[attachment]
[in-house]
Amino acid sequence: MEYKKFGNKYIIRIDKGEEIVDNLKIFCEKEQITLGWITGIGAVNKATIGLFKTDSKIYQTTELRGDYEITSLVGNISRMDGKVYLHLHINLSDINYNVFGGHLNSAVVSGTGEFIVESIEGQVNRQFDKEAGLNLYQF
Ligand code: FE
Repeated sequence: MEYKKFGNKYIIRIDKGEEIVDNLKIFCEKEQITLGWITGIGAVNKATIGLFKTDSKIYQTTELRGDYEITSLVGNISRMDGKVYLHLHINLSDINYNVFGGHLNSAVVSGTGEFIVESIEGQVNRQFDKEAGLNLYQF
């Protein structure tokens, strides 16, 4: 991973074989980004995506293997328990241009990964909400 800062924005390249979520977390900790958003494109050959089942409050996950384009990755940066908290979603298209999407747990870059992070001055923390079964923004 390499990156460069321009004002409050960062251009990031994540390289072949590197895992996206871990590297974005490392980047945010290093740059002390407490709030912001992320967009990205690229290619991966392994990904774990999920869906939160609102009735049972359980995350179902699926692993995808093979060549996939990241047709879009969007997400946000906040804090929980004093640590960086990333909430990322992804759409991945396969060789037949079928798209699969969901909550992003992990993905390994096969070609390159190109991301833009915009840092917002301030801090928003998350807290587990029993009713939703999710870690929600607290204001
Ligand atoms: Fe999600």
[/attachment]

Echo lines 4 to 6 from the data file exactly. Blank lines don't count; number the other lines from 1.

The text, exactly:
Repeated sequence: MEYKKFGNKYIIRIDKGEEIVDNLKIFCEKEQITLGWITGIGAVNKATIGLFKTDSKIYQTTELRGDYEITSLVGNISRMDGKVYLHLHINLSDINYNVFGGHLNSAVVSGTGEFIVESIEGQVNRQFDKEAGLNLYQF
């Protein structure tokens, strides 16, 4: 991973074989980004995506293997328990241009990964909400 800062924005390249979520977390900790958003494109050959089942409050996950384009990755940066908290979603298209999407747990870059992070001055923390079964923004 390499990156460069321009004002409050960062251009990031994540390289072949590197895992996206871990590297974005490392980047945010290093740059002390407490709030912001992320967009990205690229290619991966392994990904774990999920869906939160609102009735049972359980995350179902699926692993995808093979060549996939990241047709879009969007997400946000906040804090929980004093640590960086990333909430990322992804759409991945396969060789037949079928798209699969969901909550992003992990993905390994096969070609390159190109991301833009915009840092917002301030801090928003998350807290587990029993009713939703999710870690929600607290204001
Ligand atoms: Fe999600």